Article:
The operation of my device will be readily understood'from the foregoing desc tion of its construction, taken in connection with the accompanying drawings. 'When it is desired to vary the angle at which the brush'is set,
. the thumb-screw 7c is loosened and the sleeve L moved on the rod I the proper distance in the required direction :until the desired inclination of the brush is accomplished, when the screw 70 is tightened again. Similarly by loosening the thumb-nut 1; the handleor pole K maybe released from the socket J and removedand one of greater orless length substituted therefor and clamped to place in the manner already described. This Will be found particularly useful in scraping the interiors lengths would be of tall vats or tanks, when from time to time as the work progresses after the upper part has been scraped handles or poles of shorter more conveniently employed, till finally when near the bottom of the vat or tank both the nuts N N (which are also preferably thumb-nuts) are removed and the bolts F F thenwithdrawn, so that the described adjustable hand'le and attachments G H I J K L M can all be removed to enable the workman to finish his task of scraping by the use of the loops EE as handles.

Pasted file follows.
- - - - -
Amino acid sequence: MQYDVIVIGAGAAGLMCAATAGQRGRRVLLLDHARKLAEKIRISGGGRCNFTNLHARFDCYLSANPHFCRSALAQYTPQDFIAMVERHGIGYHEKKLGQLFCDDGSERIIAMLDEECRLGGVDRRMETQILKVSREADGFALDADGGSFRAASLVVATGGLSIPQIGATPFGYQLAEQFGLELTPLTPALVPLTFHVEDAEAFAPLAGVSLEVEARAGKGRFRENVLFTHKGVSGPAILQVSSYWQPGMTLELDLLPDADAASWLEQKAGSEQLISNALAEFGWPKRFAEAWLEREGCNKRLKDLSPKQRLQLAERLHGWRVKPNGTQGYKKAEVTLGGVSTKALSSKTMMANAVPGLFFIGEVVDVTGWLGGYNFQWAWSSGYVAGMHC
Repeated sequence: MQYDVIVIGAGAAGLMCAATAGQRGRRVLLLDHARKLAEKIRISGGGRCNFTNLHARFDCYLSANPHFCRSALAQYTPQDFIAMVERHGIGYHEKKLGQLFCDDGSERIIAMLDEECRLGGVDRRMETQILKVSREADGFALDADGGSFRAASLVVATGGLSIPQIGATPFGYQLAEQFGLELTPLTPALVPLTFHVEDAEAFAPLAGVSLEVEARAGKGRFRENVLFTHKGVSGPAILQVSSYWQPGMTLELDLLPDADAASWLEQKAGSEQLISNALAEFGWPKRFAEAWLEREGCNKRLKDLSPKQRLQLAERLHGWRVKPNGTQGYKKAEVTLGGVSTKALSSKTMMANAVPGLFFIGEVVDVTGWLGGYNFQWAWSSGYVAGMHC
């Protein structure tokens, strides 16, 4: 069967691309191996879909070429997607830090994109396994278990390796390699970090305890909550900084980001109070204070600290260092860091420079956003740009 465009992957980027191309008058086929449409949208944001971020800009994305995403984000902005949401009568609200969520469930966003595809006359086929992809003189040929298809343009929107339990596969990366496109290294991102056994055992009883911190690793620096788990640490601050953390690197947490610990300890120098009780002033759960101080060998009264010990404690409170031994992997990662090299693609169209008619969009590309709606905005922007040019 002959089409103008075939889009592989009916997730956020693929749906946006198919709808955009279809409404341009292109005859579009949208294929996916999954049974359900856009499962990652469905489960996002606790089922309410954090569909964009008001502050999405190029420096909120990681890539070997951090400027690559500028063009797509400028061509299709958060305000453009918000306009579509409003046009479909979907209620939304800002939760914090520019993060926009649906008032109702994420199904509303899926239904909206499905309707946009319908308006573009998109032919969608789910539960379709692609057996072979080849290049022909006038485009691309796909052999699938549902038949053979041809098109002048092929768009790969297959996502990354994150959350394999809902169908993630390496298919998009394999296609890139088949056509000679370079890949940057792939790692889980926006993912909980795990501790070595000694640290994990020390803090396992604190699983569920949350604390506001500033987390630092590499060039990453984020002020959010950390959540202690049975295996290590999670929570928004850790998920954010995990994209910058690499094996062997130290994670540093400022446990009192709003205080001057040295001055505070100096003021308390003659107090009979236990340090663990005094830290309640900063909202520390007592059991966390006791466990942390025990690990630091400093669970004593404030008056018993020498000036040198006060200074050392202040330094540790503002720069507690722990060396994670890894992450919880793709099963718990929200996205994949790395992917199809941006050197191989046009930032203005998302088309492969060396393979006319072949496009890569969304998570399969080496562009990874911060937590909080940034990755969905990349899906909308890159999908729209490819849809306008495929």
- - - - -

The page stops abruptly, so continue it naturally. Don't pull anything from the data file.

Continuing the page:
While I have illustrated my invention in' connection with a flat brush, it will be under- I stood that so far as the described filling and stiffening of the scraping-tufts is concerned it is equally applicable to round revolving brushes or to one havin other than wiretu fts I and that my described adjustable handle may spaces between the said tufts being'filled with hardened plastic material.